The Full Story: Comme des Garçons by Nick Knight
The fusion of 18th century and punk may seem unlikely, but “I suppose there was punk spirit in every age,” Rei Kawakubo says. “I was thinking that there had to be women in the 18th century who wanted to live strongly. So I designed what I imagined this type of woman would have worn, and called it ‘18th-Century Punk’.” Dig deeper and the 18th century was indeed an era associated with both revolution and change. And that applies to France and Paris in particular. The otherwise Tokyo-based designer has chosen to show in that city since the early 1980s. With that in mind, it is impossible not to see the influence of Les Incroyables – and their female counterparts, Les Merveilleuses – at play here. It might be argued that this collective of purposefully decadent and outlandishly dressed aristocrats were the original fashion agitators, deliberately provoking outrage and even outright scandal throughout the 20-year French Directory period (1795-1799).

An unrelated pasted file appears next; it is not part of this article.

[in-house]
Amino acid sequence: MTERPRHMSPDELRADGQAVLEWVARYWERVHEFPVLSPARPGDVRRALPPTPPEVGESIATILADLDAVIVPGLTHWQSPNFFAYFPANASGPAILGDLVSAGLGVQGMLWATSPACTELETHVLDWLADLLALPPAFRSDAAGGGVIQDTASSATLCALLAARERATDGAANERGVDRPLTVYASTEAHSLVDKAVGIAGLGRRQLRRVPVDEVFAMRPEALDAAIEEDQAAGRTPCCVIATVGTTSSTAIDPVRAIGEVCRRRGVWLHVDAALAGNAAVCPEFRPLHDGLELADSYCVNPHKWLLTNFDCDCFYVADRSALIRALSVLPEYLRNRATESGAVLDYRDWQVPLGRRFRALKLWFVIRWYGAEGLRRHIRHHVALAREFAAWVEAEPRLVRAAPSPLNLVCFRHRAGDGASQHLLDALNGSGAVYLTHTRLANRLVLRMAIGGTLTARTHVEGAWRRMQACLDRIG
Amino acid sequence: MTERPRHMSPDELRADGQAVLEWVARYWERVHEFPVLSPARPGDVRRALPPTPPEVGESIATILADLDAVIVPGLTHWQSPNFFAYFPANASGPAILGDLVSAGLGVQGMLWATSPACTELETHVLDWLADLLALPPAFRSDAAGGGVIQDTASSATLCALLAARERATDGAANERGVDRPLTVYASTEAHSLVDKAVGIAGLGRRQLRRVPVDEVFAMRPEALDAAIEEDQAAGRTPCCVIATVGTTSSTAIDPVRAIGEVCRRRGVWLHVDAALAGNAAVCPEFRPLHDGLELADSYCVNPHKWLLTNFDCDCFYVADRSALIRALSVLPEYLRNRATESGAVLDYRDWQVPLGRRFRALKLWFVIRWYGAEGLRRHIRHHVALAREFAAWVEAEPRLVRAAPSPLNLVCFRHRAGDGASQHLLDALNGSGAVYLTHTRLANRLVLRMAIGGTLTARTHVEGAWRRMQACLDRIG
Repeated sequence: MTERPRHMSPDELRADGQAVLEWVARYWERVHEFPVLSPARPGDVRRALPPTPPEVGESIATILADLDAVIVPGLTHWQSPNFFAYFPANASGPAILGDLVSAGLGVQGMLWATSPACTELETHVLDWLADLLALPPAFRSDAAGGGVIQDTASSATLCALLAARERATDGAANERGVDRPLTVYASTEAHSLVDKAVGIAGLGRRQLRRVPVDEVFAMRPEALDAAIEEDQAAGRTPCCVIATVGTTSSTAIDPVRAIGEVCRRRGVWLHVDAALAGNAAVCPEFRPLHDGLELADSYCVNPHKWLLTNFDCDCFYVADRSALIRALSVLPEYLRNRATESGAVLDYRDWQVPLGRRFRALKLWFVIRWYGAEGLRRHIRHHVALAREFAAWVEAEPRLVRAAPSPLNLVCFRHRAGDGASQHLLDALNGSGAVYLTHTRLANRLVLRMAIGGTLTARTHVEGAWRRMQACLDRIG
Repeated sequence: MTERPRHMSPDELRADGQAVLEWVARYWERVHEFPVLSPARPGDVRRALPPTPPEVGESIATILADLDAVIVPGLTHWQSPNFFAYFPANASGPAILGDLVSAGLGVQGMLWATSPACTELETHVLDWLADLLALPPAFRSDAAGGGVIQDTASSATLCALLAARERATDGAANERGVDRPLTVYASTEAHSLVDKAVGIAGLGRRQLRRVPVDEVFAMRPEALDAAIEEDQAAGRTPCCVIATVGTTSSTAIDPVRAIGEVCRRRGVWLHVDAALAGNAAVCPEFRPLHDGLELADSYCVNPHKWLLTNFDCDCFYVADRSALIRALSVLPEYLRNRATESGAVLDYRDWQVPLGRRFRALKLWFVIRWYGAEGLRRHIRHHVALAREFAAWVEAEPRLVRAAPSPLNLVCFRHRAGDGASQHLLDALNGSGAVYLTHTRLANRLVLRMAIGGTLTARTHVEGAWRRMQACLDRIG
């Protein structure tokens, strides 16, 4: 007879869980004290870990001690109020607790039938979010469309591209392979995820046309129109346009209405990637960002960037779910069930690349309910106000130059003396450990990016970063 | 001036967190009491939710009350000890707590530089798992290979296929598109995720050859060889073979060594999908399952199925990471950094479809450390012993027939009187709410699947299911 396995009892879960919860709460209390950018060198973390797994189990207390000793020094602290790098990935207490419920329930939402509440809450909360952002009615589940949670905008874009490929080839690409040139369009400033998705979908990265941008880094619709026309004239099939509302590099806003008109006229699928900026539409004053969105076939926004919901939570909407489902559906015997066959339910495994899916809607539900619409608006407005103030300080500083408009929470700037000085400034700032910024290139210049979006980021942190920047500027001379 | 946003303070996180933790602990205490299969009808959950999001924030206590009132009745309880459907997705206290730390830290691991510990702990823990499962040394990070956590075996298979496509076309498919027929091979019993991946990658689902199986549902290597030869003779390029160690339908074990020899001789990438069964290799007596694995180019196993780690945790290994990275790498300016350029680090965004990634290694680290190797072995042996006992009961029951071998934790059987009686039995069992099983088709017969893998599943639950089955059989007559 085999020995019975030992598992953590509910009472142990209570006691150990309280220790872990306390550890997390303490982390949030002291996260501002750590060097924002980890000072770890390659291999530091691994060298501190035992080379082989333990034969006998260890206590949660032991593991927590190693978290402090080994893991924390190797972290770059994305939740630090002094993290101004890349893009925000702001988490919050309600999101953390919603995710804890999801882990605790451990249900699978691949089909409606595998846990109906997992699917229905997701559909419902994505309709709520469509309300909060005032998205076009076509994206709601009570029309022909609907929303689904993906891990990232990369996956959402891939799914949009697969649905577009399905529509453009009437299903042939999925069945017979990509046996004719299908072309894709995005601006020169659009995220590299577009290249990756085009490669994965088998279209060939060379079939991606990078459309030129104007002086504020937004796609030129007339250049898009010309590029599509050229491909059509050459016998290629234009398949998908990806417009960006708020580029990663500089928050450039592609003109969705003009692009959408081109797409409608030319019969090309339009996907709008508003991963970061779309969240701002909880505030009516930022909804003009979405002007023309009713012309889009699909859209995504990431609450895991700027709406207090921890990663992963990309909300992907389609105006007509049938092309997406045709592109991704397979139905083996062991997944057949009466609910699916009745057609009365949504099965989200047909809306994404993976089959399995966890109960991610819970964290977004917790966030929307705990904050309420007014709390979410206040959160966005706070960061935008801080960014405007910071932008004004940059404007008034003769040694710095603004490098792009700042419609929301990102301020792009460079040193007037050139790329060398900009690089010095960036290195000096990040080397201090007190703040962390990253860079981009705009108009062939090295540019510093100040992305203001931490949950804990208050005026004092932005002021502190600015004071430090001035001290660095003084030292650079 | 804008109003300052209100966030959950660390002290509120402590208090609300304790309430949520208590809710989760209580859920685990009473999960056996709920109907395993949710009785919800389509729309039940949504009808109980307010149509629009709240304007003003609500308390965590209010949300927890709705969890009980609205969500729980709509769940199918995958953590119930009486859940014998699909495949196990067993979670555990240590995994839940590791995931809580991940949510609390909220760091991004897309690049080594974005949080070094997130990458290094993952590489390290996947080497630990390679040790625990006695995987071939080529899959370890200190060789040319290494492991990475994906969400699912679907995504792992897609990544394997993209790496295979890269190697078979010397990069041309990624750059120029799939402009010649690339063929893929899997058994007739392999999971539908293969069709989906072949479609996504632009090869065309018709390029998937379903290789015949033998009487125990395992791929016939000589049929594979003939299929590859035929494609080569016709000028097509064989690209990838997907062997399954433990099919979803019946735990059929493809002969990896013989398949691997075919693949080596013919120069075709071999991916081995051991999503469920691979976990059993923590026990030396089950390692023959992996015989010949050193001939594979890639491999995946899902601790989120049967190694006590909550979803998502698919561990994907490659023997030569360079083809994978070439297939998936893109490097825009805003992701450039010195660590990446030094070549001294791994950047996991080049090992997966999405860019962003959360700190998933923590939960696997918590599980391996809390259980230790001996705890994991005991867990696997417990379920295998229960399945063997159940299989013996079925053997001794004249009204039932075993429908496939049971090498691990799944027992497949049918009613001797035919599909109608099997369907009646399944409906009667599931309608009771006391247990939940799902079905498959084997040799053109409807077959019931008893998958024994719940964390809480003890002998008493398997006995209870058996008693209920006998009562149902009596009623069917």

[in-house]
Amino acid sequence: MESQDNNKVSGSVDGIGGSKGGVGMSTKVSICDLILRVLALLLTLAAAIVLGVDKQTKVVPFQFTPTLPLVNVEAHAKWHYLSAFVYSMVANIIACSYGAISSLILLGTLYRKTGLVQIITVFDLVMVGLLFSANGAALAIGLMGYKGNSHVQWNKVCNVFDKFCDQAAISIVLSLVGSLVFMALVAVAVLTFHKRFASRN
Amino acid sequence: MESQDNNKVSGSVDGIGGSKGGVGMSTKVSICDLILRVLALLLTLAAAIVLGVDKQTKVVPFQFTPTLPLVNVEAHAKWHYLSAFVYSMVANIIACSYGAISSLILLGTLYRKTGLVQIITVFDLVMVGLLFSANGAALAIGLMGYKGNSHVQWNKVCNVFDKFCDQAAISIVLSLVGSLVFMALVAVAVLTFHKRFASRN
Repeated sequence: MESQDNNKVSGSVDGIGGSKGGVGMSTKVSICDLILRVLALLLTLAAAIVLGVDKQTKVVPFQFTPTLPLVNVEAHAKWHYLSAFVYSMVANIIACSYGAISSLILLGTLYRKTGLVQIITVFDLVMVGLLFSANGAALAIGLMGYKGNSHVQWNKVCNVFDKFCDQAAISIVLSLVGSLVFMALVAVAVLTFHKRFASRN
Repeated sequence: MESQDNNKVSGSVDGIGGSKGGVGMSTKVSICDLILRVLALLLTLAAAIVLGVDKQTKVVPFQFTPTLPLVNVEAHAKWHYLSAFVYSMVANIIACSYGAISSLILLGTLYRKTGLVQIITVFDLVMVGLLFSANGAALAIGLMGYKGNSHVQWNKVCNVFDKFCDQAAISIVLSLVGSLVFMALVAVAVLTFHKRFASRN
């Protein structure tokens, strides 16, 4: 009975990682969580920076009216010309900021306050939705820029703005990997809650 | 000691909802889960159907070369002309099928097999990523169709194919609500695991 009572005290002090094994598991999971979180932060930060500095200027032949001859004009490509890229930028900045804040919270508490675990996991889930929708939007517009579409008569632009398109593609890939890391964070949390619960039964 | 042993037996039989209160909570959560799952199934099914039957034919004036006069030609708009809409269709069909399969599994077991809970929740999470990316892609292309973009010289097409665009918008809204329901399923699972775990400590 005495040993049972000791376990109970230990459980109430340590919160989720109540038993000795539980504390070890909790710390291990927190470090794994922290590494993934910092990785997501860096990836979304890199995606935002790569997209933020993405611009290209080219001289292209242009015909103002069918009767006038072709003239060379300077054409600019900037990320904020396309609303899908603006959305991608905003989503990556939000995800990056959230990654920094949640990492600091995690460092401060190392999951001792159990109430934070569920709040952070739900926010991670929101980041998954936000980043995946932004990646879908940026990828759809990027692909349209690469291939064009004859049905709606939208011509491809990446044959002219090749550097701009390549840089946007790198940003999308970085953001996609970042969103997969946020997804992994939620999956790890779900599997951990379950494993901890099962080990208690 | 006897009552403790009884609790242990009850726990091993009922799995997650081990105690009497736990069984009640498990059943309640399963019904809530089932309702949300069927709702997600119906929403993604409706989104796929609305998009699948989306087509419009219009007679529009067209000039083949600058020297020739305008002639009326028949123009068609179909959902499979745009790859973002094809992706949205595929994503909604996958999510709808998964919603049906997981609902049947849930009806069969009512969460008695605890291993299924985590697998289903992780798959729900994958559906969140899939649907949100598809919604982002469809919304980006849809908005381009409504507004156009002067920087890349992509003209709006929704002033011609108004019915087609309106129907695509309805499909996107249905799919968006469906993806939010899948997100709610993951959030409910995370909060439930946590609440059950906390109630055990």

Today, Kawakubo is quite possibly the greatest fashion agitator of them all. Famously averse to attaching any political meaning to her work, all the willfully elusive creator will say on that subject is, “I have always only done what I first set out to do, never wavering from the Comme des Garçons values, and irrespective of what is going on anywhere else in the fashion world.” That mindset has paid dividends. Kawakubo’s passionate belief in independence and her refusal to compromise those values has resulted in her being perhaps the most influential fashion designer in the world, with a business empire that is the envy of her contemporaries – not to mention the generations that have followed. via Another